Chicago State University students gain quantum experience through HQAN summer internships

profile photos of Anosh Wasker, Dominique Newell, Gabrielle Jones-Hall, and Ryan Stempek

This story was adapted from one originally published by HQAN

Over the past summer, the NSF Quantum Leap Challenge Institute for Hybrid Quantum Architectures and Networks (HQAN) offered a 12-week “Research Experiences for CSU Students” internship opportunity that provided students and recent graduates from Chicago State University (CSU) with virtual research experiences addressing quantum science topics. In an August 20 online poster session, students presented the results of their summer projects to HQAN’s university and industry partners.

Mallory Conlon, HQAN’s outreach program coordinator and the quantum science outreach program coordinator with the UW–Madison department of physics, explained that this year’s program was the pilot offering. “We wanted to make sure we had the support and activity structures right before expanding this to more [minority serving institutions] (MSIs) and other underrepresented groups across the Midwest. We’re currently evaluating the program and aim to develop an expanded internship for summer 2022.” For the pilot, CSU was chosen as the sole participating MSI because of its proximity to the University of Chicago (one of HQAN’s three university partners), and because of HQAN staff connections to CSU.

The posters presented on August 20 included Anosh Wasker’s “Quantum Games for Pedagogy” (advised by Russell Ceballos of the Chicago Quantum Exchange); Dominique Newell’s “Super-Resolution Microscopy Using Nitrogen Vacancy Centers in Diamond to Analyze the Optical Near Field Diffraction Limit” (advised by Shimon Kolkowitz of the University of Wisconsin–Madison); Gabrielle Jones-Hall’s “Demonstrating Entanglement” (advised by Paul Kwiat of the University of Illinois at Urbana-Champaign (UIUC)); and Ryan Stempek’s “Quantum vs. Classical Boltzmann Machines for Learning a Quantum Circuit” (advised by Bryan Clark of UIUC).

Wasker is pursuing a Master’s at CSU; his long-term goals are to go for a PhD and then work in industry. Over the summer, he developed an air-hockey-inspired computer game that teaches players some of the counterintuitive concepts involved in quantum—particularly the Hong-Ou-Mandel (HOM) effect. He says he’s passionate about quantum science and has noticed that many opportunities are coming up in the field, but that it’s difficult for people to find “access points” into learning about this intimidating topic so that they can seize those opportunities. His summer project was inspired by his belief that learning through play is a powerful way to gain understanding.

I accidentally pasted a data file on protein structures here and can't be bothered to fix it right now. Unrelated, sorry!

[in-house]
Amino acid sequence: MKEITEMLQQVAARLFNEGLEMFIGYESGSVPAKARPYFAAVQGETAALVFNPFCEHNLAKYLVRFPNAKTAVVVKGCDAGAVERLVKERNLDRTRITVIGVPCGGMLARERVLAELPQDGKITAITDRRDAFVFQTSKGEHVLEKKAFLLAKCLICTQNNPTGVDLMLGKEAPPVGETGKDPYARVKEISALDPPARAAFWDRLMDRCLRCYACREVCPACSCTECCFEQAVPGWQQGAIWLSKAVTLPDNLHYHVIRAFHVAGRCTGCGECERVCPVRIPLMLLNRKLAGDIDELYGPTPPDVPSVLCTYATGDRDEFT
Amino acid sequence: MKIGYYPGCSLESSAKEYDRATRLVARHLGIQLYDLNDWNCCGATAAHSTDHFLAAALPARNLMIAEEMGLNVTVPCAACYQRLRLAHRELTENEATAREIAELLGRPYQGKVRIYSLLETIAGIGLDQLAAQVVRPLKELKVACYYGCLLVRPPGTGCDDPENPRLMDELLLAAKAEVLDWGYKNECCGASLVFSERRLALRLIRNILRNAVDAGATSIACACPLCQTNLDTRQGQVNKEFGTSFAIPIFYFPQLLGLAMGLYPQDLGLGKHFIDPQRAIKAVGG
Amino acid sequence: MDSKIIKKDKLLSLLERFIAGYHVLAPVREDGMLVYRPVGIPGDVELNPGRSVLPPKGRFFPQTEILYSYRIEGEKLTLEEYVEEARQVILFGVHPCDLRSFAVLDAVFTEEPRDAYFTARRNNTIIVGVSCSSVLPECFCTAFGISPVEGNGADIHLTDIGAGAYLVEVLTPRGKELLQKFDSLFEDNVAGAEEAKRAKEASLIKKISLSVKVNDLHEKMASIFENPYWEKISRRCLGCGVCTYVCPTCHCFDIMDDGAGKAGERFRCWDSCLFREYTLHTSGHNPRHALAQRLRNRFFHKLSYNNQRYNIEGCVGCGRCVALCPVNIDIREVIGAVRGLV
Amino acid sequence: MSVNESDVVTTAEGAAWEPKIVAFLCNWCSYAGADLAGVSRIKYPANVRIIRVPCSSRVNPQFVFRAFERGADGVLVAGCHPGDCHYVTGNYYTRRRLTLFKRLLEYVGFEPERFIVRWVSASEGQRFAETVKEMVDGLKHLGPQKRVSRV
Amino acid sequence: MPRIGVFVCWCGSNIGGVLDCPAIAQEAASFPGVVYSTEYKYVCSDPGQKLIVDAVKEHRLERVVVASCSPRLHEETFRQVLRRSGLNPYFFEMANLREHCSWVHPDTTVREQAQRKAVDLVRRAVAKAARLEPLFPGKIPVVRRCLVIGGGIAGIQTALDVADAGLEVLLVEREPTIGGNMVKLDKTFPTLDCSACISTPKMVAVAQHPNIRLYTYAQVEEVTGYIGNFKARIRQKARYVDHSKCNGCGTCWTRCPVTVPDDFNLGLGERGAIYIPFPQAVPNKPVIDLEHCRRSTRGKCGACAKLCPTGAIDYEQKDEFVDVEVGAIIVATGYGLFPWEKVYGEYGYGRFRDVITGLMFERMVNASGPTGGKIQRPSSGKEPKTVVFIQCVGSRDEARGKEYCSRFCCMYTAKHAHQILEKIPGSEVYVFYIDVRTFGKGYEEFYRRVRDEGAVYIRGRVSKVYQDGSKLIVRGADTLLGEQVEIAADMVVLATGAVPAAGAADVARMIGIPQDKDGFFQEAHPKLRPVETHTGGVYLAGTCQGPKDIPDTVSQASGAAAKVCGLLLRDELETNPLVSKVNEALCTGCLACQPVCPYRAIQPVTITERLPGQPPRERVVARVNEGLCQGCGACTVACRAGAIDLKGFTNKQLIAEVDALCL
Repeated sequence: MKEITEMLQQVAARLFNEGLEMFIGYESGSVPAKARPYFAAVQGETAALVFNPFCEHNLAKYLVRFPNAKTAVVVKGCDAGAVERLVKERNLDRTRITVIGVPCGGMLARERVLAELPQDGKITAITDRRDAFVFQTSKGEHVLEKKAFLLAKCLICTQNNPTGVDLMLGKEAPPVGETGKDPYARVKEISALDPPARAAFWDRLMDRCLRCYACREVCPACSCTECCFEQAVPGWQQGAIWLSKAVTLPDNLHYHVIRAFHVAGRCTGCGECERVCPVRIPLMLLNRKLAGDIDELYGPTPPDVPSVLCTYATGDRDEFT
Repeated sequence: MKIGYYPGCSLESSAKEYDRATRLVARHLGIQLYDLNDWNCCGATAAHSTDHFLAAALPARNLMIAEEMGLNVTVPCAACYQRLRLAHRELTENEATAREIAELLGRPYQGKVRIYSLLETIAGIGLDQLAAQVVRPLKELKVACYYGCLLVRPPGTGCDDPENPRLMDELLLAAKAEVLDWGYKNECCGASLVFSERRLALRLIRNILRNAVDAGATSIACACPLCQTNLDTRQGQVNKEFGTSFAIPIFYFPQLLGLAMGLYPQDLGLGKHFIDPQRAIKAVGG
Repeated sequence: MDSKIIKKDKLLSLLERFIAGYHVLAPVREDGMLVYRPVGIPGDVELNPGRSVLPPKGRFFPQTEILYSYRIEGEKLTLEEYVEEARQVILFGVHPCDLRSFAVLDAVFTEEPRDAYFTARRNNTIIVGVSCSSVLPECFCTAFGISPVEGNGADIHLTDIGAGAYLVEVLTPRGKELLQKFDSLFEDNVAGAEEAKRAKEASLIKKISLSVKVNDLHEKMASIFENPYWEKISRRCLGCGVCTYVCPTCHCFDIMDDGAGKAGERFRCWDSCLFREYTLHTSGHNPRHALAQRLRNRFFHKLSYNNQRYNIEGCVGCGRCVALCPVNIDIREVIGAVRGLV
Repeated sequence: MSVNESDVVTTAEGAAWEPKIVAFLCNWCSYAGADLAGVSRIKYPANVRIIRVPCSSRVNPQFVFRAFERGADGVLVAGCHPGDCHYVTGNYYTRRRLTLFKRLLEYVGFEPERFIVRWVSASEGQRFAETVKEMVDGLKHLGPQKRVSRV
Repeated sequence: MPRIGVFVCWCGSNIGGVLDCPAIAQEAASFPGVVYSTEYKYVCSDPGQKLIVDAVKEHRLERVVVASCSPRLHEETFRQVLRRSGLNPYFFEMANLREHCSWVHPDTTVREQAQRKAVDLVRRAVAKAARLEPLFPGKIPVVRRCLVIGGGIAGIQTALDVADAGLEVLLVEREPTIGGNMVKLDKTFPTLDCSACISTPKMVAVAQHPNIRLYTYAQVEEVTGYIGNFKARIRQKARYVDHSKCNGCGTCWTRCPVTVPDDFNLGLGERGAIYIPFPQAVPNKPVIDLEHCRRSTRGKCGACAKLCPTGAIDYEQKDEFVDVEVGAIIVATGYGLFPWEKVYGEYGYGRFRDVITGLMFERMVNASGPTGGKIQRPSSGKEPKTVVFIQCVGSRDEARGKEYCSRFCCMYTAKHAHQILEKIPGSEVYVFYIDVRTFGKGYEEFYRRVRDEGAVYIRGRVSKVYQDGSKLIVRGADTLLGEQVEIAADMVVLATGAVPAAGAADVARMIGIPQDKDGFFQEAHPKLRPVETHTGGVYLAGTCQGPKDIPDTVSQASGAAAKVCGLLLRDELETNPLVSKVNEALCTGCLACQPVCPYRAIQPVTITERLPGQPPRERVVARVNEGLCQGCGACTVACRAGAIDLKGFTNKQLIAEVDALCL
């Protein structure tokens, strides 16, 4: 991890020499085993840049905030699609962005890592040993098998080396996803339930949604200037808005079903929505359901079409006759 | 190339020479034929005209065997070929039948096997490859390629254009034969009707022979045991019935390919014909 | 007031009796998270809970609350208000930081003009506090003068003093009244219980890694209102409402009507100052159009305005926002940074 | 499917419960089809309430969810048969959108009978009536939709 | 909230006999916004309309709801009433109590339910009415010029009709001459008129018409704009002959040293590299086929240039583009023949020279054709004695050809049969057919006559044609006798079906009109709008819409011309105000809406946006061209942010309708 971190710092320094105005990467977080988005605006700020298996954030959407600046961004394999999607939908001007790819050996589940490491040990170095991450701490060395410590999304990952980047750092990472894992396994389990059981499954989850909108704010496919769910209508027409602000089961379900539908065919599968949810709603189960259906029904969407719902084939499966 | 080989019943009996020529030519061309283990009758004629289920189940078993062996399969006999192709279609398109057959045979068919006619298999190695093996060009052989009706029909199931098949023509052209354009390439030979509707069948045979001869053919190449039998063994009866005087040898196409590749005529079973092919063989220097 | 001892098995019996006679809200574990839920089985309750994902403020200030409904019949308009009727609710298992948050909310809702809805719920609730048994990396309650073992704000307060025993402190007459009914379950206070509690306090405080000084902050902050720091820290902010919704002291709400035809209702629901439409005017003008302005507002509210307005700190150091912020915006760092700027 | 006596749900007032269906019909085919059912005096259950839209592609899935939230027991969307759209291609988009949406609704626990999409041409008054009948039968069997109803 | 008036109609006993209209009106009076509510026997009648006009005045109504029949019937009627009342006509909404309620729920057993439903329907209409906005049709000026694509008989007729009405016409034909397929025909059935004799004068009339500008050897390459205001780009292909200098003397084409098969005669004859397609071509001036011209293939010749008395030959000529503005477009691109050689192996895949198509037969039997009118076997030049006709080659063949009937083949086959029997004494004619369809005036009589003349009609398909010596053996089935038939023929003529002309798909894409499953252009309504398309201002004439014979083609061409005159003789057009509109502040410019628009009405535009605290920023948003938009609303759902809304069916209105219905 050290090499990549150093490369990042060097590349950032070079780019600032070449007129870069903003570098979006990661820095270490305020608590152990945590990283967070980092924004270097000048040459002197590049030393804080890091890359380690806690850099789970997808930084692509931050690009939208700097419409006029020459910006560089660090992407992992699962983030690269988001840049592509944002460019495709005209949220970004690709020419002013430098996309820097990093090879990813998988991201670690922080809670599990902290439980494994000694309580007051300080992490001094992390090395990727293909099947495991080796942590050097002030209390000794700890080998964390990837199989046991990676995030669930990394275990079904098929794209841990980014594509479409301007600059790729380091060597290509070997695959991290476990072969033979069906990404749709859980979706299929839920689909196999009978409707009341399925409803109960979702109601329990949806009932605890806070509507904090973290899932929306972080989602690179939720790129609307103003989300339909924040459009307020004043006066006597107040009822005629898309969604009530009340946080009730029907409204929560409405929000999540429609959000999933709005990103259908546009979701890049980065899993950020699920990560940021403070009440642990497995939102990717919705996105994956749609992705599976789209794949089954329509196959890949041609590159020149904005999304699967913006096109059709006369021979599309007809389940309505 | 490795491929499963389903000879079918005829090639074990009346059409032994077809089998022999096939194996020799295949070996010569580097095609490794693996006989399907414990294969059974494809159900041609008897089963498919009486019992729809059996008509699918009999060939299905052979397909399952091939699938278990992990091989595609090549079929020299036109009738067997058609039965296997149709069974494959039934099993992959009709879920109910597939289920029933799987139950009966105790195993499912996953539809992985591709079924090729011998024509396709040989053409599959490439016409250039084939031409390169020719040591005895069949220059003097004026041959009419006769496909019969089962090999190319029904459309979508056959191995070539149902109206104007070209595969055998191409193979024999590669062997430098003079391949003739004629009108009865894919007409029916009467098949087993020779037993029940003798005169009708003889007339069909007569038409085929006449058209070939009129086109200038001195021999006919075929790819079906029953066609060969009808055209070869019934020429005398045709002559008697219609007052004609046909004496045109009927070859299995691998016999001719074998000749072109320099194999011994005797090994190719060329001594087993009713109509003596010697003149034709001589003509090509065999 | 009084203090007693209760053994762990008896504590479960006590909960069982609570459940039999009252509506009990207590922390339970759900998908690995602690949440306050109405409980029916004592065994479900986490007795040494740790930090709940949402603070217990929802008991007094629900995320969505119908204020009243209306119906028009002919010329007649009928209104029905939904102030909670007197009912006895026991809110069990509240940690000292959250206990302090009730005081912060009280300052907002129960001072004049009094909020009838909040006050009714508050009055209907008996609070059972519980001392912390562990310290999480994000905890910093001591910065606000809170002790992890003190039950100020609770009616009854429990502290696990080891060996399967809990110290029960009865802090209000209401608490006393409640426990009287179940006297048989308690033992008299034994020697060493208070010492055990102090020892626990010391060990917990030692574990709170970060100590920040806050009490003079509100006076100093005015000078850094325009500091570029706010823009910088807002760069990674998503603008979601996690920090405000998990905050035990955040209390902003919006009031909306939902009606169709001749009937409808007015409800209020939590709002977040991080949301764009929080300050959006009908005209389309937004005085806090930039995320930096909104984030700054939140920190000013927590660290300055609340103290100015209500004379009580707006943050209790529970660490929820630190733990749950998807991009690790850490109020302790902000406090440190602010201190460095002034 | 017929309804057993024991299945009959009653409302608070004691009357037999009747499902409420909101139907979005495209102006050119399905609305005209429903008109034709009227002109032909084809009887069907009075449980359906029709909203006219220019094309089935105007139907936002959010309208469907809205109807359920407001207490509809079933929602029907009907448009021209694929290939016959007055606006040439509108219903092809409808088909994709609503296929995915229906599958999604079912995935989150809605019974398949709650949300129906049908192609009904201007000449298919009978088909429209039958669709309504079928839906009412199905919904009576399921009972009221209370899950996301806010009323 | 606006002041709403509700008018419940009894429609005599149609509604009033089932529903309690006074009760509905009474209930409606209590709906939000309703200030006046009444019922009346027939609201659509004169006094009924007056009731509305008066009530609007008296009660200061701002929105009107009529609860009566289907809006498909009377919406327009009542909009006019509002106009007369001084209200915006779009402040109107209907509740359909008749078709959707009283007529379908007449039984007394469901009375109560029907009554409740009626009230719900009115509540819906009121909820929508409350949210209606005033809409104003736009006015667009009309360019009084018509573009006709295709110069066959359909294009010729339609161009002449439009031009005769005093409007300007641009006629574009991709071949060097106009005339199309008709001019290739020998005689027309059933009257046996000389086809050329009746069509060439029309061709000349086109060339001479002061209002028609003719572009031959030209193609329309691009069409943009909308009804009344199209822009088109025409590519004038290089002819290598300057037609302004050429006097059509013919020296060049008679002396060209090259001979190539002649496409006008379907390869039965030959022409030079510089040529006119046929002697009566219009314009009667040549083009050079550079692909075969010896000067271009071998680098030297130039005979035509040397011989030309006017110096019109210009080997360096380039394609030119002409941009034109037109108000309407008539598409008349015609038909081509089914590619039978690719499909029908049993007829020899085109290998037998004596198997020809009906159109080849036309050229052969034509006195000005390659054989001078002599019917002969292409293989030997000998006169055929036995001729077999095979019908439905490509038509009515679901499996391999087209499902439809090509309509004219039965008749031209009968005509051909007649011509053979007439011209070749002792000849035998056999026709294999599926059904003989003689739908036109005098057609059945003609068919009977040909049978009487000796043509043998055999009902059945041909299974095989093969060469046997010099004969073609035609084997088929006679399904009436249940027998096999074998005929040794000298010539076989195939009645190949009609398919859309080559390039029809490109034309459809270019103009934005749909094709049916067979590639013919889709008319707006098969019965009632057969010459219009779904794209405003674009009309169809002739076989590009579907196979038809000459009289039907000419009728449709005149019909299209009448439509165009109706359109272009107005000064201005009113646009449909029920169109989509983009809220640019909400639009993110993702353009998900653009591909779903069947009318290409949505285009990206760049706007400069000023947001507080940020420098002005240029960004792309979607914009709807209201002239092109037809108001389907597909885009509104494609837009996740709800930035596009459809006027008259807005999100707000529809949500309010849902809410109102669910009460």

Newell recently graduated from CSU with a BS in physics, with a minor in chemistry. She spent the summer studying the propagation of light through a laser beam that travels through a nitrogen vacancy center in diamond, as observed through a confocal microscope. The goal was to locate the zero intensity points above and below the focal plane of a Gaussian beam by using its own electromagnetic field.

Jones-Hall is now in graduate school at Mississippi Valley State University. She’s working towards a Master’s in Bioinformatics but plans to return to quantum after completing that degree, so her internship project—which worked on developing a quantum-themed escape room designed to teach players the concept of quantum entanglement—will be relevant to her later work.

Stempek will graduate in December with a Master’s in computer science and then work in industry. His summer project aimed to show that a quantum Restricted Boltzmann Machine (Q-RBM) has the potential to learn the probability distribution over a set of inputs more accurately than a classical RBM (C-RBM) can for the same circuit. He says the internship was a great opportunity for him to further build his Python skills and problem-solve through the ups and downs of research. “[It] was really beneficial,” he says, “and actually, moving into industry, I feel that I’ll have a greater sense of self-confidence… It was a great experience!”

HQAN is a partnership among the University of Chicago, UIUC, and the University of Wisconsin–Madison and is funded by the National Science Foundation.